By: Dr. Linda Gordon, New York University, January 9, 2013
Gerda Lerner, historian, writer, feminist activist and program builder, died January 2, 2013, In Madison, Wisconsin, at age 92.
Born Gerda Hedwig Kronstein to a wealthy Jewish family in Vienna, she was active in anti-Nazi protests while in secondary school. When her father, Robert Kronstein, came to understand the Nazis’ plans to appropriate Jewish property and arrest Jews, he fled to Lichtenstein to develop a second business. Gerda and her mother Ilona and sister Nora were arrested and held for six weeks; they were released only after Robert sold his Austrian assets to Gentiles for a pittance. Gerda believed that her experiences as a Nazi resister and imprisoned teenager were the most formative influences of her life, undergirding her assertive, fighting spirit and her understanding of the virulent force of racism.
Immigrating to the US, she contracted a brief first marriage and divorce, and earned a living in working-class jobs, then in 1941 married Carl Lerner, a theater director and film editor. They moved to Los Angeles where he worked in Hollywood and she worked with community social-justice groups. Both were Communists at the time, and when Carl Lerner’s career was destroyed by the Hollywood blacklists, they returned to New York with their two children. In the 1960s Gerda became one of the founding members of NOW.
At age 38 Gerda enrolled in college and then graduate school at Columbia. Defying warnings and belittlement from those who believed she should choose a more conventional and “high status” topic, Gerda wrote a PhD dissertation about women—the abolitionist Grimke sisters. In 1968 she began teaching at Sarah Lawrence College where she developed an MA program in women’s history, the first in the US. Twelve years later she won a professorship at the University of Wisconsin, over significant opposition, where she developed a PhD program in women’s history.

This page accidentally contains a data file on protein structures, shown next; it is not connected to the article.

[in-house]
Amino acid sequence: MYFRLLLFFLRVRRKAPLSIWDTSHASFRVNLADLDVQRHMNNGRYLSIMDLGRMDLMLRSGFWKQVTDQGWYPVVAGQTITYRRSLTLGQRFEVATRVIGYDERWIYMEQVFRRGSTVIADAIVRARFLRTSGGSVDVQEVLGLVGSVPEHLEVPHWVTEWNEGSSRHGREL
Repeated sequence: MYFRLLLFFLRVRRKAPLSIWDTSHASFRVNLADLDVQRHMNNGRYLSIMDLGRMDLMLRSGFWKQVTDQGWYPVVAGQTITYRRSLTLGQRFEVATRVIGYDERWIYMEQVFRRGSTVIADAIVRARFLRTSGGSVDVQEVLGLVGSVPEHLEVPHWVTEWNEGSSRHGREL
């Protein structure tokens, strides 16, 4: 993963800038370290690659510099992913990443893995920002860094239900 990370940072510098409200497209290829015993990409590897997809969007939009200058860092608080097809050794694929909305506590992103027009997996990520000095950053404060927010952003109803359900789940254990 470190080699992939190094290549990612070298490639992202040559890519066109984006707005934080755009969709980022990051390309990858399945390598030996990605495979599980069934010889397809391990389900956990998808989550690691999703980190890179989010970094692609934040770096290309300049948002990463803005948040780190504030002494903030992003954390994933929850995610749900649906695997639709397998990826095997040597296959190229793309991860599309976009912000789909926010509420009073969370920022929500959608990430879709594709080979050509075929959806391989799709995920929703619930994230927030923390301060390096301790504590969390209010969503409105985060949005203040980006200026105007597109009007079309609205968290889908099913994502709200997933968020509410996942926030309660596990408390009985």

Two related intellectual and personal understandings marked Gerda Lerner’s career: a visceral grasp of how power worked and a sense of the relatedness of various forms of inequality and oppression—class, race, gender, and global imperialism. In both her faculty positions she strategized that teaching women’s history would not be enough to build respect for the field, and that she needed to build women’s history programs with visibility and autonomy. In both places the existence of these programs attracted top-notch students willing to take risks and to pursue graduate work in history not merely as job training but also out of a commitment to making history relevant to movements for social justice. At Wisconsin she took the job only on the condition that the history department hire a second faculty member in the field, and Linda Gordon came there in 1984.
The Sarah Lawrence and Wisconsin programs combined trained over 40 historians of women and gender, many of them now the leading scholars in the field. Gerda organized the first ever conference of faculty from graduate programs in women’s history, at which several dozen professors from around the country were able to share syllabi, programmatic developments, teaching methods, etc.